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And the Answer Is...

In my entry yesterday, I asked readers to guess the originator of a quote condemning the Vietnam War-era practice of the sons of the powerful wrangling non-combat duty with the National Guard and Reserves. As Mike Backes correctly noted in a comment, the answer is current US Secretary of State Colin Powell, in his 1995 autobiography My American Journey.


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Since we're playing this game, who said about Vietnam:

>>"We wish that a merciful God could wipe away our own memories of that service..."

Next question, who said:

>>"We do not need to divide America over who served and how. I have personally always believed that many served in many different ways. Someone who was deeply against the war in 1969 or 1970 may well have served their country with equal passion and patriotism by opposing the war as by fighting in it. Are we now, 20 years or 30 years later, to forget the difficulties of that time, of families that were literally torn apart, of brothers who ceased to talk to brothers, of fathers who disowned their sons, of people who felt compelled to leave the country and forget their own future and turn against the will of their own aspirations?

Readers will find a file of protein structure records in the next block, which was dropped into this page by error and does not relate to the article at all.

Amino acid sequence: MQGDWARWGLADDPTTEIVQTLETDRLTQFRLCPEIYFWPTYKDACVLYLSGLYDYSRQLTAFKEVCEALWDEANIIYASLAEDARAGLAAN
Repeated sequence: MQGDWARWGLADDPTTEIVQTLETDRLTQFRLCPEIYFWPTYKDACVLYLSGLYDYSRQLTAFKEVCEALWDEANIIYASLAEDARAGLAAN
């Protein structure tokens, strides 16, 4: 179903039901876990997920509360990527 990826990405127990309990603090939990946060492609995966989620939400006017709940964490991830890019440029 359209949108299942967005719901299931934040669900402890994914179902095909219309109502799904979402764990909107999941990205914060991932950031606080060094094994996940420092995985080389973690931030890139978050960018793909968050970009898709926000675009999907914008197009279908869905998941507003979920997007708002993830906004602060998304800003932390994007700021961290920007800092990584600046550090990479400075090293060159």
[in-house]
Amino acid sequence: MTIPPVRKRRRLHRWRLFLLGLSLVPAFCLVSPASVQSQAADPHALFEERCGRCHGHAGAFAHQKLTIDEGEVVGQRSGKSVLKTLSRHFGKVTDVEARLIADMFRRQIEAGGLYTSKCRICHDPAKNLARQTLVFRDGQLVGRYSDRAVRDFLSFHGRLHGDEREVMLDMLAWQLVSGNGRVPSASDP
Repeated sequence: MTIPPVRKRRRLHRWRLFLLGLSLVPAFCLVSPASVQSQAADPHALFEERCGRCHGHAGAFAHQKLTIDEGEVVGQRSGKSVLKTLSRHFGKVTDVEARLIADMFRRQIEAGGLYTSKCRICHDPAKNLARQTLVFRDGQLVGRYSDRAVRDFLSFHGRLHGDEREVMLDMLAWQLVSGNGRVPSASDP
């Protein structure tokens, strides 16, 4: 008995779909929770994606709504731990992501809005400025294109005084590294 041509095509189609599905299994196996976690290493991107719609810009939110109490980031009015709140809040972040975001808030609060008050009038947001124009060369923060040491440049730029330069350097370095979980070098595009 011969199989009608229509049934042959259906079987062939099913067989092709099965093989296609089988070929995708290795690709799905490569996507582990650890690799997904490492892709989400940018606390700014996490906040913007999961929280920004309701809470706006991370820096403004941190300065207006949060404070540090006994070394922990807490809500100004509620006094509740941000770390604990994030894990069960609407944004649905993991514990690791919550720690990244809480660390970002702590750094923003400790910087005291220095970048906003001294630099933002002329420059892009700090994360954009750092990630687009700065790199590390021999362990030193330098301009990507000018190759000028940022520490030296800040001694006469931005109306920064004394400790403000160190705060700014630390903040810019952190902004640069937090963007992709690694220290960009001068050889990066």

Are we now to descend, like latter-day Spiro Agnews, and play, as he did, to the worst instincts of divisiveness and reaction that still haunt America? Are we now going to create a new scarlet letter in the context of Vietnam?
Certainly, those who went to Vietnam suffered greatly. I have argued for years, since I returned myself in 1969, that they do deserve special affection and gratitude for service. And, indeed, I think everything I have tried to do since then has been to fight for their rights and recognition.
But while those who served are owed special recognition, that recognition should not come at the expense of others; nor does it require that others be victimized or criticized or said to have settled for a lesser standard.. "

Don't panic -- same hypocrite both times.


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